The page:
We were camping on Leo Island on Murtle Lake. In the dark I walked out onto the spit to have a look at the supermoon rising in the east. On my way back, my headlamp shone onto the trees and we heard an unusual call from the trees above. I scanned the trees with my headlamp and climbed up the slope to try to spot it, but it kept moving from tree to tree. Each time I tried to pinpoint the location, the owl called:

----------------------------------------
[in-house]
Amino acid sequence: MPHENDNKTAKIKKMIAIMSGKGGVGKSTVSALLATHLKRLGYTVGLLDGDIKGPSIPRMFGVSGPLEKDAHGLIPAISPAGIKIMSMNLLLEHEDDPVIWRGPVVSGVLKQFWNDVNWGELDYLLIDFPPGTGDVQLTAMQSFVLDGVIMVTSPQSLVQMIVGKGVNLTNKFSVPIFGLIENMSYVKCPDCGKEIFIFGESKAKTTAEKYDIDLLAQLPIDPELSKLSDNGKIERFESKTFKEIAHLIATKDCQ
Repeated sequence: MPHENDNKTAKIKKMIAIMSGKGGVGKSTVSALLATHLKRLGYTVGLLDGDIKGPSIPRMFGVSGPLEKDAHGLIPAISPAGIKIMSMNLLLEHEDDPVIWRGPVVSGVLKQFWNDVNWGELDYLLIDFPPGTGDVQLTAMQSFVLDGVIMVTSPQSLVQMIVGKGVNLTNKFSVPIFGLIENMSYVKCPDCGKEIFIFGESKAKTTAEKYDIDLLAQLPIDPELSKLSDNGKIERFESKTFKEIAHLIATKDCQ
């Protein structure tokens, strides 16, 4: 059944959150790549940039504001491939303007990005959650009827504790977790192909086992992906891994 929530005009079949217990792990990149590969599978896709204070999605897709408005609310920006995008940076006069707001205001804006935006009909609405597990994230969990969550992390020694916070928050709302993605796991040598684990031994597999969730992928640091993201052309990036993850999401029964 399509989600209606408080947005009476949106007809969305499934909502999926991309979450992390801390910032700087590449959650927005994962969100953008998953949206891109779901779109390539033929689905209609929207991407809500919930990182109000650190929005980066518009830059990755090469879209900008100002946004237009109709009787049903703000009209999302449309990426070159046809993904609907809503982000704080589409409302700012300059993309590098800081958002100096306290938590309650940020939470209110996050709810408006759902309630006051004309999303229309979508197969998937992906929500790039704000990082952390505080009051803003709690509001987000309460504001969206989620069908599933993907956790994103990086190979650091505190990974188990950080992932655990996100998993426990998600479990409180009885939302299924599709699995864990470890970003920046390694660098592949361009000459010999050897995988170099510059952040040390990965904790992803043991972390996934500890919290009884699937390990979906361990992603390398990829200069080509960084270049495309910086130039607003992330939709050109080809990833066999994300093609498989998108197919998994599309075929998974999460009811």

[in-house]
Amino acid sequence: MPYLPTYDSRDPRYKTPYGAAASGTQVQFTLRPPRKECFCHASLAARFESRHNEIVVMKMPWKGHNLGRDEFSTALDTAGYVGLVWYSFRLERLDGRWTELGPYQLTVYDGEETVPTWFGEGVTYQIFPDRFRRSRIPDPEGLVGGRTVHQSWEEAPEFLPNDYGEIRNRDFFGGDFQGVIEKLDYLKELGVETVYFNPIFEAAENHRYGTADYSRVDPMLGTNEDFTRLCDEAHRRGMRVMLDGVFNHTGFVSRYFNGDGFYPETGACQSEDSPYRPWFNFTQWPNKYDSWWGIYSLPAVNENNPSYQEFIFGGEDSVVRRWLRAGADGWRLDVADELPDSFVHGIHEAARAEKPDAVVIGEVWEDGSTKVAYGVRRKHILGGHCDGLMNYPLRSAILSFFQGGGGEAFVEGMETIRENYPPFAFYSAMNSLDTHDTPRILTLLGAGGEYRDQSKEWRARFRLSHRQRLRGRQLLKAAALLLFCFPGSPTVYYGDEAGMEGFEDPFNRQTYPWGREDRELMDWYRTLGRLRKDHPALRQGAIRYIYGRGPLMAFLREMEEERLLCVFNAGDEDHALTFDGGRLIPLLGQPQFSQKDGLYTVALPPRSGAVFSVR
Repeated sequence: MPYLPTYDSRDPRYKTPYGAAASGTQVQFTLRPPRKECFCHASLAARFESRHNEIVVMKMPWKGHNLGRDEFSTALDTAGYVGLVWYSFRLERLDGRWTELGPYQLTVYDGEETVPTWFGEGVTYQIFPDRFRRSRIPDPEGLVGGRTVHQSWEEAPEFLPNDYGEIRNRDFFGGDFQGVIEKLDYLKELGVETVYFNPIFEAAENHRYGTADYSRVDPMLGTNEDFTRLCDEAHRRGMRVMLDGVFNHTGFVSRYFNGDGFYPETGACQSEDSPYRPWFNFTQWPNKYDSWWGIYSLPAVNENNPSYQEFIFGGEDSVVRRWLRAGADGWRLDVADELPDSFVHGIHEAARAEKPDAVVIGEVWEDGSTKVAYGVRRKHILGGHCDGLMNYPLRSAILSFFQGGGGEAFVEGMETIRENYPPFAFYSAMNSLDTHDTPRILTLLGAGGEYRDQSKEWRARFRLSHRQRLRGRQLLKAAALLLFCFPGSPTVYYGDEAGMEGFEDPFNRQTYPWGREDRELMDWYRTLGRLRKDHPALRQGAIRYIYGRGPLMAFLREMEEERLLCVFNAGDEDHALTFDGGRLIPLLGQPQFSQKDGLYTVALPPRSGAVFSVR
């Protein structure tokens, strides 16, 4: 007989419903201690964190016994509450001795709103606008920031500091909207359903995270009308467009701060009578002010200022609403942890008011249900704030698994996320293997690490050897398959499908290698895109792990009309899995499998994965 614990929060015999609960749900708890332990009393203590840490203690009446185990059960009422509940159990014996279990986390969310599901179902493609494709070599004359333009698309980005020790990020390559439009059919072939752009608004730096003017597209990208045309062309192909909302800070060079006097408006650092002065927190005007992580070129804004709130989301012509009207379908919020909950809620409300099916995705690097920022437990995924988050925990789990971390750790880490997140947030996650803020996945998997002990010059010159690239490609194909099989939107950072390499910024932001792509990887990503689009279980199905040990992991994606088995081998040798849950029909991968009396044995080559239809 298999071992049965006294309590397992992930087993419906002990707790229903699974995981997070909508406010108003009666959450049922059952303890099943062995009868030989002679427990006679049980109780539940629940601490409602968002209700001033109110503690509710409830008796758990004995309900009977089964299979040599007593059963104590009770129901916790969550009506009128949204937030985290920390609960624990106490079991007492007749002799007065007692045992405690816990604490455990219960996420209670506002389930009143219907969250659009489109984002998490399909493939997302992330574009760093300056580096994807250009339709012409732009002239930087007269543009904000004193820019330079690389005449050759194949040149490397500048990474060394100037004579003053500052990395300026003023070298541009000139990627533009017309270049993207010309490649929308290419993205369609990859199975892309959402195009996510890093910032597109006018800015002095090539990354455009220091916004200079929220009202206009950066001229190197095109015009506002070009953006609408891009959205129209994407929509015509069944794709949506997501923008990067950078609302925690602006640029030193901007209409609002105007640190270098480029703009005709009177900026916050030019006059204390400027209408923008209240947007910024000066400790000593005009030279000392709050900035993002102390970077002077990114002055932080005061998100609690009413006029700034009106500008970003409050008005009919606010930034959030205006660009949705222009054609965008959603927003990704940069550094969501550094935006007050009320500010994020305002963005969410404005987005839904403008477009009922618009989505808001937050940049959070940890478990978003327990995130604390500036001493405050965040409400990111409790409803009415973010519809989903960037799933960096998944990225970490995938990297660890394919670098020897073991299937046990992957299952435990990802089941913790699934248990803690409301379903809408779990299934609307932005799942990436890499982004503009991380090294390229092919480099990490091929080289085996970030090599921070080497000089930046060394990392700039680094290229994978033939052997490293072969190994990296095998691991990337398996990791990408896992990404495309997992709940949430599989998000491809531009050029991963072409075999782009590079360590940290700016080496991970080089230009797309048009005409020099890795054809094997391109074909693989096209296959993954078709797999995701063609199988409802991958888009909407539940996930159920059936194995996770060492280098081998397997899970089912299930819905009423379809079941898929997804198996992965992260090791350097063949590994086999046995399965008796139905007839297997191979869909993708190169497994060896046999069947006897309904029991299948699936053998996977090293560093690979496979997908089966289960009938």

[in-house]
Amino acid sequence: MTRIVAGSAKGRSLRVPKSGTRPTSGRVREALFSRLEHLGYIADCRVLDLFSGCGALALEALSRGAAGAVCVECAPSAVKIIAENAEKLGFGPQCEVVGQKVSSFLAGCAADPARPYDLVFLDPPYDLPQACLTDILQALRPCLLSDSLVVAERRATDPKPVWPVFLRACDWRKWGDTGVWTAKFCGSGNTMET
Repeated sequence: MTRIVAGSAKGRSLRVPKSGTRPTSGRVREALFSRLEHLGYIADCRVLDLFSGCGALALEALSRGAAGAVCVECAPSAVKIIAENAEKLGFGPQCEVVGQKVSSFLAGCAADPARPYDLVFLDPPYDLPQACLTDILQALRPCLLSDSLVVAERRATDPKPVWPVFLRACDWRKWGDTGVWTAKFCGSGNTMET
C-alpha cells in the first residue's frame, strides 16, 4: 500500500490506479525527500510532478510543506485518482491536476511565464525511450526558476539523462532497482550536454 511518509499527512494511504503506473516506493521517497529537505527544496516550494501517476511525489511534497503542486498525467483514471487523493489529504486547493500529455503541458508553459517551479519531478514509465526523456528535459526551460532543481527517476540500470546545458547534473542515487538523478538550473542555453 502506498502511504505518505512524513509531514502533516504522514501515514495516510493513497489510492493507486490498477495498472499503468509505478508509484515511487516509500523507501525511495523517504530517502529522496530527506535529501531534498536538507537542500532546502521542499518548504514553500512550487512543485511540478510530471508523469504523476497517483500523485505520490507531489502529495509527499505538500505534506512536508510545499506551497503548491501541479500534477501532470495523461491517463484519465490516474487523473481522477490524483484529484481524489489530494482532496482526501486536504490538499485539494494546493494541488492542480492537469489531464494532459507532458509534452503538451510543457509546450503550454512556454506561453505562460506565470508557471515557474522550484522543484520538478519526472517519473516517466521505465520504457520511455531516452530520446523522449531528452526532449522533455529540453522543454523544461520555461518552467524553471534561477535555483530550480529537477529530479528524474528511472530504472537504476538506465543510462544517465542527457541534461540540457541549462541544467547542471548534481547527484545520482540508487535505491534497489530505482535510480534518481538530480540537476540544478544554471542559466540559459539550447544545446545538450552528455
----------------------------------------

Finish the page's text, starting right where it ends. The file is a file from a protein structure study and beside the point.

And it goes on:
The next night it was gone and we missed the unusual call on the quiet lake. We hope to spot them next time.
The barred owls are large stocky owls which have moved into the northwest over the last century. They can fly soundlessly through the forest so are hard to spot. They frequent old forests and swampy areas. They tend to sleep during the day but hunt for rodents and other small prey at night, normally near water. Their call sounds like “Who cooks for you?”
They nest in tree cavities and scout their spots well in advance of nesting season. They mate for life and tend to not migrate to other areas. So, if you head down the west arm of Murtle Lake, listen for barred owls at night.